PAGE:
Transparent Language, Inc. and the Doyon Foundation today announced the launch of the Doyon Foundation 7000 Partnership. The goal of the partnership is to create leading-edge software for the teaching and learning of the Athabascan languages of Alaska’s Doyon region, which encompasses approximately 12.5 million acres in Interior Alaska.

The Doyon Foundation 7000 Partnership is the latest initiative of Transparent Language’s 7000 Languages Project. With approximately 7,100 living languages in the world today, the goal of the 7000 Languages Project is to create world-class web- and mobile-delivered learning materials for the 7,000 languages beyond the top 100 or so that attract significant commercial support.

The technology for the 7000 Languages Project is donated by Transparent Language, but the passion and expertise for each project is brought together by regionally-focused 7000 Partnerships, of which the Doyon Foundation 7000 Partnership is the latest.

The Doyon Foundation 7000 Partnership is an initiative of the Doyon Foundation, a private, Alaska-based nonprofit working to strengthen language and culture within the Doyon region. “Providing cultural opportunities and a strong demonstration of Native traditional language and culture is at the core of Doyon Foundation’s mission and vision,” said Doris Miller, Foundation executive director. “This partnership will enable us to make significant strides toward the revitalization of our Native languages, which is critical for their survival.”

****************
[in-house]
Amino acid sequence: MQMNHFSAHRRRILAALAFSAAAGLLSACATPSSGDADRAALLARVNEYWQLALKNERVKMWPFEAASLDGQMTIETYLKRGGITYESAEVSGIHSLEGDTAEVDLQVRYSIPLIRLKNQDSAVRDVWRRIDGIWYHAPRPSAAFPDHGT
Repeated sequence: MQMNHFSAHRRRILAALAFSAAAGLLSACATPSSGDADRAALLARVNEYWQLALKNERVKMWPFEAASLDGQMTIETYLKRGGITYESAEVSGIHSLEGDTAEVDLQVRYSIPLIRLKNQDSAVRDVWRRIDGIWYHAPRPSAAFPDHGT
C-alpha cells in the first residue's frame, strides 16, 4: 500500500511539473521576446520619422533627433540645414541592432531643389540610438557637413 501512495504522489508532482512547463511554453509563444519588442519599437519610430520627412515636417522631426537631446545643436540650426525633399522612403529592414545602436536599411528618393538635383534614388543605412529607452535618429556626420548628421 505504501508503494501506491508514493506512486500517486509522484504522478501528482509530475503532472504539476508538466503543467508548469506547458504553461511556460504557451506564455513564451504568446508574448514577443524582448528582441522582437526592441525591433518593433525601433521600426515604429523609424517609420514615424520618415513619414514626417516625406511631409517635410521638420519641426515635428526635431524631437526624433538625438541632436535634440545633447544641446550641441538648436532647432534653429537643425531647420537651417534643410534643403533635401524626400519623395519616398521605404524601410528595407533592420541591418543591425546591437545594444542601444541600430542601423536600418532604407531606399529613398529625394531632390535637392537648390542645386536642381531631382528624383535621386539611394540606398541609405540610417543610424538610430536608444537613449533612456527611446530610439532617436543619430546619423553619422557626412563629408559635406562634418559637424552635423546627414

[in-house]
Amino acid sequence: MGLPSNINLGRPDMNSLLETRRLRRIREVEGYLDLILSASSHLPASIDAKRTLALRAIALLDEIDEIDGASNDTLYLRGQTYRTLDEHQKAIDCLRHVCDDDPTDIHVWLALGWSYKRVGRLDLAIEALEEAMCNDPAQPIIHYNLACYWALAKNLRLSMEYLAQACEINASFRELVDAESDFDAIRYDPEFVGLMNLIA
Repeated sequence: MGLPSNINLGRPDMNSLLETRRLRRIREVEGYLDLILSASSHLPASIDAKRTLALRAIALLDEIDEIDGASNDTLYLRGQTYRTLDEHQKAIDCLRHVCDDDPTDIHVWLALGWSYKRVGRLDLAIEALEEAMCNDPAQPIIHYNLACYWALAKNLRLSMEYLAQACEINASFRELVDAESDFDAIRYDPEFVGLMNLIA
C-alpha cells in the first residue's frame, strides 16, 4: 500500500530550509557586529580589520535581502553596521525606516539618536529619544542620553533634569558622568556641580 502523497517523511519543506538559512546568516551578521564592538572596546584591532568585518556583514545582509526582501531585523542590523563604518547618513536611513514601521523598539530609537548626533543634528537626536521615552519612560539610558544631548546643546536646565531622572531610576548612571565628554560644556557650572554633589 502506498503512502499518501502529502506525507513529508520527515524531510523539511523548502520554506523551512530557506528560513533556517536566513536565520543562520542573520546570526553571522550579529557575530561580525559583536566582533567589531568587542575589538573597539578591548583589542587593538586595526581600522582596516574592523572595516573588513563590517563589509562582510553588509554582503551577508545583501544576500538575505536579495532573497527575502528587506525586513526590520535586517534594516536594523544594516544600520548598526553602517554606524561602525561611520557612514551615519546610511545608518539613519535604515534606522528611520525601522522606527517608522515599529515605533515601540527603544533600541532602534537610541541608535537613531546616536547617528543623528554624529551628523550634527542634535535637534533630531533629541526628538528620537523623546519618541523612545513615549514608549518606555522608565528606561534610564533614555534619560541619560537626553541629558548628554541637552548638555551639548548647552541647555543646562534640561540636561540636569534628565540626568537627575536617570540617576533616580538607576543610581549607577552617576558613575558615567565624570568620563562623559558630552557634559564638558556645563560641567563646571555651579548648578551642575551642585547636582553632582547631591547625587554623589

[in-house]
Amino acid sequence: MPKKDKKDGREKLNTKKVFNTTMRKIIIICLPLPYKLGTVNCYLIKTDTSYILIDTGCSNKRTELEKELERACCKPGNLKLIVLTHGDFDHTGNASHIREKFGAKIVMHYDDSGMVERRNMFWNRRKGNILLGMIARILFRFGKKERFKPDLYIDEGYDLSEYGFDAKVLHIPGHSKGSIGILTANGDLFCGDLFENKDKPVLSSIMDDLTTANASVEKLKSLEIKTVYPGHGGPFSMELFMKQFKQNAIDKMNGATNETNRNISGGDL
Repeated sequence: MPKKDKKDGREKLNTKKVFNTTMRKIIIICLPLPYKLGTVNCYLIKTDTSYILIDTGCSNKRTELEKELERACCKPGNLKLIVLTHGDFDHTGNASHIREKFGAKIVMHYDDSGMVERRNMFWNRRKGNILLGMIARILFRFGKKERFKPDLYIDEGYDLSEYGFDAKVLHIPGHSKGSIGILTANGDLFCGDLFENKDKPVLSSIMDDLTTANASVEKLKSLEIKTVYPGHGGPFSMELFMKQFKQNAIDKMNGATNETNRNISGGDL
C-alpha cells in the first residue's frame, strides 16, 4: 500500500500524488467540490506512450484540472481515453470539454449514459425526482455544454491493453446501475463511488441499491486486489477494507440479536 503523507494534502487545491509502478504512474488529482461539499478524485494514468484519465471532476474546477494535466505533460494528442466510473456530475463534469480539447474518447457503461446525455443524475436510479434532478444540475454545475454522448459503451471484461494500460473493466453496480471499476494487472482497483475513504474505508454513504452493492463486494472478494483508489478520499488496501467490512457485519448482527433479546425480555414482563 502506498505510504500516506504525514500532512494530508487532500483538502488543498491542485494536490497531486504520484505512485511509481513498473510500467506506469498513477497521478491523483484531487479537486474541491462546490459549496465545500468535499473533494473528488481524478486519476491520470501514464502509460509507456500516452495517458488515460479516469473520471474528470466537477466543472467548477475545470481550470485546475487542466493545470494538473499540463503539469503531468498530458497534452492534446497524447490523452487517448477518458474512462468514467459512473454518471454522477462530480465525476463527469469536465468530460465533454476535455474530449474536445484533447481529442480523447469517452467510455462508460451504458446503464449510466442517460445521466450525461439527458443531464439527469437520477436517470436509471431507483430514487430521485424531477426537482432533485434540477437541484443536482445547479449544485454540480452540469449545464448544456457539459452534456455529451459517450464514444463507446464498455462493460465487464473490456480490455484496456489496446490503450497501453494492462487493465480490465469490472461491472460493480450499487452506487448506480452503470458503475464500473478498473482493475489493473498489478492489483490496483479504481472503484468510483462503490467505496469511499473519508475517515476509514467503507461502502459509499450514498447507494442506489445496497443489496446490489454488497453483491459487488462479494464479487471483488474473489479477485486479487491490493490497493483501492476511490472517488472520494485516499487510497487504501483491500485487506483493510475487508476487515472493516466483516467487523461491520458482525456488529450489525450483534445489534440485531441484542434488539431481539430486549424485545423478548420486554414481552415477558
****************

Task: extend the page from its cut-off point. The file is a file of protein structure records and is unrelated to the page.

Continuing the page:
The 7000 Partnership also responds to a directive from the people and entities of the Doyon region to develop computer-assisted language-learning tools that support the preservation and revitalization of the region’s languages.

Transparent Language develops transformational language-learning and teaching software for serious language schools and programs in the US government and elsewhere. “We do deep work in less-common languages because our customers need to respond quickly and effectively to humanitarian crises or conflicts anywhere in the world,” says Michael Quinlan, CEO of Transparent Language. “The same technology is perfect for creating powerful learning software for the world’s under-resourced languages, so we created the pro bono 7000 Languages Project to meet that need.”

There are nine Athabascan languages in the Doyon region: Benhti Kenaga’ (Tanana), Deg Xinag, Denaakk’e (Koyukon), Denak’i (Upper Kuskokwim), Dinjii Zhuh K’yaa (Gwich’in), Han, Holikachuk, Tanacross, and Née’ aaneegn’ (Upper Tanana). The Doyon Foundation 7000 Partnership will initially focus on one or two of those and later extend to the remaining languages. Potentially the partnership could evolve to include additional Alaska Native languages.

More information at http://www.doyonfoundation.com.